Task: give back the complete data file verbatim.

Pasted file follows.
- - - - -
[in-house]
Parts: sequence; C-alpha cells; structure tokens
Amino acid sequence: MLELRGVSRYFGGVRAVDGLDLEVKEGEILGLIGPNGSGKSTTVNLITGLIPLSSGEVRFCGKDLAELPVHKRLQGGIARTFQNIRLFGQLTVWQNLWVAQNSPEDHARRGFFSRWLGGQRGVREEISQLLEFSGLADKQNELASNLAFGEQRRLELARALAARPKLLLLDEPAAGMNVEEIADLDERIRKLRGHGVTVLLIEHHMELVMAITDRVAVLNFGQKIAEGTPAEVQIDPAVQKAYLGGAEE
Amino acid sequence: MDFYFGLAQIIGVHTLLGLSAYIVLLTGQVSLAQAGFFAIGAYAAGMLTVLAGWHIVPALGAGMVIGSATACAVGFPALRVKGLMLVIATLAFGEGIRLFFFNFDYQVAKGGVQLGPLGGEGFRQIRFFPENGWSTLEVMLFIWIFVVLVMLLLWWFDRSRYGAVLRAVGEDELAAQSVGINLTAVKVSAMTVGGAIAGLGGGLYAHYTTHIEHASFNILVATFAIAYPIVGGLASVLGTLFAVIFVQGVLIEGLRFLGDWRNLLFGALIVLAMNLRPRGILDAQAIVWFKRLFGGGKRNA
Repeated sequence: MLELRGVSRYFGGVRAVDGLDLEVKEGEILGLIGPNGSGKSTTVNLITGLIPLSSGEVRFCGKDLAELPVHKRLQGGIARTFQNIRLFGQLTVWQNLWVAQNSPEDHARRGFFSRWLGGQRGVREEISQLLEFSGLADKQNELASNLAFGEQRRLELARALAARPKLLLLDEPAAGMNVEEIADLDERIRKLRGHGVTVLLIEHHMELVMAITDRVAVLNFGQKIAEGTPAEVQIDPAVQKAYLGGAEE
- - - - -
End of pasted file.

[in-house]
Parts: sequence; C-alpha cells; structure tokens
Amino acid sequence: MLELRGVSRYFGGVRAVDGLDLEVKEGEILGLIGPNGSGKSTTVNLITGLIPLSSGEVRFCGKDLAELPVHKRLQGGIARTFQNIRLFGQLTVWQNLWVAQNSPEDHARRGFFSRWLGGQRGVREEISQLLEFSGLADKQNELASNLAFGEQRRLELARALAARPKLLLLDEPAAGMNVEEIADLDERIRKLRGHGVTVLLIEHHMELVMAITDRVAVLNFGQKIAEGTPAEVQIDPAVQKAYLGGAEE
Amino acid sequence: MDFYFGLAQIIGVHTLLGLSAYIVLLTGQVSLAQAGFFAIGAYAAGMLTVLAGWHIVPALGAGMVIGSATACAVGFPALRVKGLMLVIATLAFGEGIRLFFFNFDYQVAKGGVQLGPLGGEGFRQIRFFPENGWSTLEVMLFIWIFVVLVMLLLWWFDRSRYGAVLRAVGEDELAAQSVGINLTAVKVSAMTVGGAIAGLGGGLYAHYTTHIEHASFNILVATFAIAYPIVGGLASVLGTLFAVIFVQGVLIEGLRFLGDWRNLLFGALIVLAMNLRPRGILDAQAIVWFKRLFGGGKRNA
Repeated sequence: MLELRGVSRYFGGVRAVDGLDLEVKEGEILGLIGPNGSGKSTTVNLITGLIPLSSGEVRFCGKDLAELPVHKRLQGGIARTFQNIRLFGQLTVWQNLWVAQNSPEDHARRGFFSRWLGGQRGVREEISQLLEFSGLADKQNELASNLAFGEQRRLELARALAARPKLLLLDEPAAGMNVEEIADLDERIRKLRGHGVTVLLIEHHMELVMAITDRVAVLNFGQKIAEGTPAEVQIDPAVQKAYLGGAEE